AWS partner ecosystem finds bigger deals in Marketplace

An economic analysis suggested channel companies benefit when they conduct transactions on the hyperscaler's online selling platform; more IT channel news.

Deals made by independent software vendors using AWS Marketplace are bigger and close faster than those cultivated outside the online platform.

That's a key takeaway from research conducted by Forrester for AWS. The data, which is based on a survey of 72 ISVs, has implications for the broader AWS partner ecosystem, which includes service providers such as professional services firms, systems integrators and MSPs.

"This report is good news for them," said Whit Crump, director of the Americas field, worldwide channels and customer programs at AWS Marketplace. He said service providers stand to benefit from the same advantages ISVs experience, namely the ability to bring offerings to market more quickly and a simplified sales process.

Forrester's economic analysis, published on Monday, found that ISV customers spent 80% more on third-party applications purchased through the marketplace compared with conducting transactions elsewhere. ISVs also enjoyed a 40% faster sales cycle when working through AWS Marketplace, trimming the average timespan to three months from five months. Partners' customers, meanwhile, realized a 10% reduction in licensing fees and $2 million in efficiency savings via streamlined procurement, according to Forrester.

While Forrester's research focuses on ISV partners, the survey data bodes well for services providers. More than 500 consulting partners participate in the AWS Marketplace channel program, Crump said. Offloading sales chores to AWS Marketplace helps them focus on their core businesses, he noted.

"As a services-first company, you're really out trying to create solutions and implement them," Crump noted. "Being a reseller or procurement expert is not really what you do first."

In addition, professional services firms, particularly in the cloud consulting area, increasingly develop their own intellectual property, sometimes in the form of software. So, consultants developing software products could also gain from AWS Marketplace economics.

Among ISV partners, CrowdStrike, a cybersecurity company based in Austin, Texas, pointed to a sharp uptick in its AWS Marketplace business.

As a services-first company, you're really out trying to create solutions and implement them.
Whit CrumpDirector of the Americas field, worldwide channels and customer programs at AWS Marketplace

"CrowdStrike has seen a year-over-year growth in marketplace transactions -- many times the Forrester statistics -- both in terms of deal values and volume," said Geoff Swaine, vice president of the company's global programs, store and tech alliances.

Swaine said the growth underscores customers' comfort with the marketplace as a procurement mechanism. He also pointed to an increase in engagement in vehicles such as the AWS Enterprise Discount Program, which provides discounts to businesses that make an annual spending commitment.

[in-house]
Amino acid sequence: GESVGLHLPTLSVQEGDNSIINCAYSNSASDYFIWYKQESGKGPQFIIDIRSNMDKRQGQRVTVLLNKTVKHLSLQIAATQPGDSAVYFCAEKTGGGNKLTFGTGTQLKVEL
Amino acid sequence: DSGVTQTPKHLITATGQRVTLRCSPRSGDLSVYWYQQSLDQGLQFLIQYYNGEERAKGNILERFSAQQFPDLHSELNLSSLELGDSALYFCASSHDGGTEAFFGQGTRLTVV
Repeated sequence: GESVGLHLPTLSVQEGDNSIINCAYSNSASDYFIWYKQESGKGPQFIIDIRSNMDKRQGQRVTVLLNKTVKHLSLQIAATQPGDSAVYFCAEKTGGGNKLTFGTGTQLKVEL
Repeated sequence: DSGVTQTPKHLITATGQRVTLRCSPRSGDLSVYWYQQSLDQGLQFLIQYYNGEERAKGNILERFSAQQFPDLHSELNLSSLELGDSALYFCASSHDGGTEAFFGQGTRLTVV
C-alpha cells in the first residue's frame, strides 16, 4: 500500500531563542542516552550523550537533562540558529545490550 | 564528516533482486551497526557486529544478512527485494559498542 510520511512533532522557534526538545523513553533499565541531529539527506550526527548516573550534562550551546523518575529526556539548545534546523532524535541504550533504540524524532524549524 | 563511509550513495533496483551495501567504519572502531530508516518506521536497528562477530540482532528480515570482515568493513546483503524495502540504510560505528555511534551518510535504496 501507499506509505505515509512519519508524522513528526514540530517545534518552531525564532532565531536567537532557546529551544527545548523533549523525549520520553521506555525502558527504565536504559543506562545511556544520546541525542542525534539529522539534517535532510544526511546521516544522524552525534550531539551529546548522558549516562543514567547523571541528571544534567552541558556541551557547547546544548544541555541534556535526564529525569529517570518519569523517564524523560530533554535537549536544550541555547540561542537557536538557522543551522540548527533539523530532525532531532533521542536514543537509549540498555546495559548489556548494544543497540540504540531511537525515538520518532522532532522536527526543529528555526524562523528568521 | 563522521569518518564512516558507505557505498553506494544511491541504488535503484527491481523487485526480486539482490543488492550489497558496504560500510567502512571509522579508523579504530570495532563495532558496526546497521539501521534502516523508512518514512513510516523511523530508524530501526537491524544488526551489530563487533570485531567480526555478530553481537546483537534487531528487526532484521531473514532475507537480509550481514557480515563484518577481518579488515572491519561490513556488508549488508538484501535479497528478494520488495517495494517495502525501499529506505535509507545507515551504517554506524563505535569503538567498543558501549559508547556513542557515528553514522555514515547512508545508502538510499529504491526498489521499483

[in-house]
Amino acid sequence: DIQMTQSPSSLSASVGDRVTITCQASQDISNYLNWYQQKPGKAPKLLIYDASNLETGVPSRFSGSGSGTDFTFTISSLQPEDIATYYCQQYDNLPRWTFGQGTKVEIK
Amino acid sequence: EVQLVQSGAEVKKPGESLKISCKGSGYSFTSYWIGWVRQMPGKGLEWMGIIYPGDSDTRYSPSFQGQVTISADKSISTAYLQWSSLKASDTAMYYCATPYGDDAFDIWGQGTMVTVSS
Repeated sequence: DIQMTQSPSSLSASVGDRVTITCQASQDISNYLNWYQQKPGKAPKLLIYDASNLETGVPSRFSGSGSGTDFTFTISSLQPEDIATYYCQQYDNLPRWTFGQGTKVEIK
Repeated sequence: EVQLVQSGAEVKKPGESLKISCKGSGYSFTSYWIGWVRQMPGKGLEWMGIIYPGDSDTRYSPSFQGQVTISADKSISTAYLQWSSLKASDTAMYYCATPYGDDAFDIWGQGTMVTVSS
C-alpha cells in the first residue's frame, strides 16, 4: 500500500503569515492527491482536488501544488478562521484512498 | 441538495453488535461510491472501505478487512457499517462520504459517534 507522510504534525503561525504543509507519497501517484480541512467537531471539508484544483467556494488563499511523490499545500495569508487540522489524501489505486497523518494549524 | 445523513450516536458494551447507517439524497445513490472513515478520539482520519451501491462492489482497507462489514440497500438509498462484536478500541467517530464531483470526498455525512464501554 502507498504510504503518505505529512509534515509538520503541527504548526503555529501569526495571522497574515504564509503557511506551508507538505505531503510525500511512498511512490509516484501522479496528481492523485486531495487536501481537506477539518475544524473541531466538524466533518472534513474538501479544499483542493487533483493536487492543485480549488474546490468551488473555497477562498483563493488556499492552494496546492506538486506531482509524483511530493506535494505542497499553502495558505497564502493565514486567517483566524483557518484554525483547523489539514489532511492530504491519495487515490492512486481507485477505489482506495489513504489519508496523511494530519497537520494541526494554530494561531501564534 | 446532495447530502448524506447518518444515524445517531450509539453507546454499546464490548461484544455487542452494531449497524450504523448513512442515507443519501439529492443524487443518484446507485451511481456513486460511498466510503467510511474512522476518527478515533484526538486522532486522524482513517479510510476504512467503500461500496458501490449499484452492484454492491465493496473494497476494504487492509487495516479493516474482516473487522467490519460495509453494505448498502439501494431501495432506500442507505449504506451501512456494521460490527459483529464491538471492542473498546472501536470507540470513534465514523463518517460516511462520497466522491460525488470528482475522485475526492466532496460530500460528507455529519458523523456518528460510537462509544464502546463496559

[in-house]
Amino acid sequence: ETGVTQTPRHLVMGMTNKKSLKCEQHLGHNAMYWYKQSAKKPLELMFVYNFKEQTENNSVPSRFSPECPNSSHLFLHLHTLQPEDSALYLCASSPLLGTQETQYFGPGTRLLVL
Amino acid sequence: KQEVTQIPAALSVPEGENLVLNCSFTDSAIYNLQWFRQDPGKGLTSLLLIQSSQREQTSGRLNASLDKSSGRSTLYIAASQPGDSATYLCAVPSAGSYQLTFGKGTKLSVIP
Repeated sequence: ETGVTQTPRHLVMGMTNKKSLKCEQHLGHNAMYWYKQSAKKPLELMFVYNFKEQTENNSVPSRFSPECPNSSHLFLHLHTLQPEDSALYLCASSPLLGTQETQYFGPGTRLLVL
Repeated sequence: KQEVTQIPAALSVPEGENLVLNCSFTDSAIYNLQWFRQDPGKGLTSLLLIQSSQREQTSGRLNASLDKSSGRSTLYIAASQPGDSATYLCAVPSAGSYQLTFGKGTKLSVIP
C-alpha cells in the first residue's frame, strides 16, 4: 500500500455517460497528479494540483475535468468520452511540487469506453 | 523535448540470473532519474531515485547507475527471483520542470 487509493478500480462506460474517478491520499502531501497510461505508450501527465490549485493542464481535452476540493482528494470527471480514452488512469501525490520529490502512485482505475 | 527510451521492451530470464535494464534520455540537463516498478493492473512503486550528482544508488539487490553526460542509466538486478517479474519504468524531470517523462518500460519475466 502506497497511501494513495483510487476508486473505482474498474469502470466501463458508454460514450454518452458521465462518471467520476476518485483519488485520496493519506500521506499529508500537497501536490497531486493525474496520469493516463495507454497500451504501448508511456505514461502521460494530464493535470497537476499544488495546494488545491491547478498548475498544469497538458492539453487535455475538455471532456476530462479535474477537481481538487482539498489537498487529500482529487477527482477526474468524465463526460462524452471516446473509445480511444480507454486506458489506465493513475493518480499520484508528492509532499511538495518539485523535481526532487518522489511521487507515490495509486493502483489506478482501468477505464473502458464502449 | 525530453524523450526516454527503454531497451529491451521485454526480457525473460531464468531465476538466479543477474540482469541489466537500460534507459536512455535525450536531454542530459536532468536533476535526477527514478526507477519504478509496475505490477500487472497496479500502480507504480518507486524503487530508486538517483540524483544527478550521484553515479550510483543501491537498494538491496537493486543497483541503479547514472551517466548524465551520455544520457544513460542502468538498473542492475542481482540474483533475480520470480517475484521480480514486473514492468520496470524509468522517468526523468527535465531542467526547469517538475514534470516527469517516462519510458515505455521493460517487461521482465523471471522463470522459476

In addition, CrowdStrike attributes a significant portion of its marketplace expansion to its involvement in AWS' Consulting Partner Private Offer (CPPO) program. Launched in 2018, CPPO enables participants to create bespoke offerings with customer-specific pricing and statements of work.

The program lets CrowdStrike's resellers "participate in AWS Marketplace opportunities and benefit from order simplicity and transaction speed," Swaine said.

Deloitte Consulting offers industry cloud for QSRs

Deloitte Consulting has created industry-specific cloud offerings for quick service restaurants, which may need to retool to accommodate the rise in takeout and delivery orders.

The company's industry cloud for QSR can be tailored to the specific needs of a restaurant and deployed on an expedited timeline, said Siva Kantamneni, principal at Deloitte Consulting. Consulting firms have recently stepped up their efforts to provide industry clouds to accelerate cloud uptake across vertical markets.

Deloitte's QSR industry cloud provides features such as vision monitoring for improving order accuracy. Kantamneni said Deloitte works with a few niche software provides that offer this capability. With vision monitoring, a QSR deploys a camera for monitoring order packaging. AI models identify discrepancies between the items store associates include in an order and what menu items look like.

A QSR using such a system can share the discrepancy data to a cloud platform. There, a QSR chain can analyze data collected across stores to find patterns it could address through revised procedures or training, Kantamneni said.

Another industry cloud use case is guiding stores on how to best address last-mile delivery options. This capability aims to help QSRs make the call on whether to outsource delivery to a third party or provide it in-house. An optimized delivery plan can also provide incentives for customers to use a QSR's preferred delivery or pickup options.

"Based on discussions with our QSR clients, this issue is really starting to catch on now," Kantamneni said. That's down to the increase in delivery requests and labor shortages that limit the availability of drivers, he noted.

In Deloitte's QSR approach, a cloud provider typically delivers the technology platform on which Deloitte installs and customizes its industry-specific cloud offerings. The consulting firm also offers industry clouds in sectors such as financial services, government and life sciences.

Tercera lists top cloud ecosystems

Tercera, an investment firm focusing on technology professional services, published a three-tiered list of the top cloud ecosystems for partners.

The Chicago-based company evaluated more than 100 cloud-based ISVs, weighing the business potential for consultancies, integrators, MSPs and digital engineering firms. The company narrowed the initial field to 30 cloud vendors that it said recognize the value of partner ecosystems.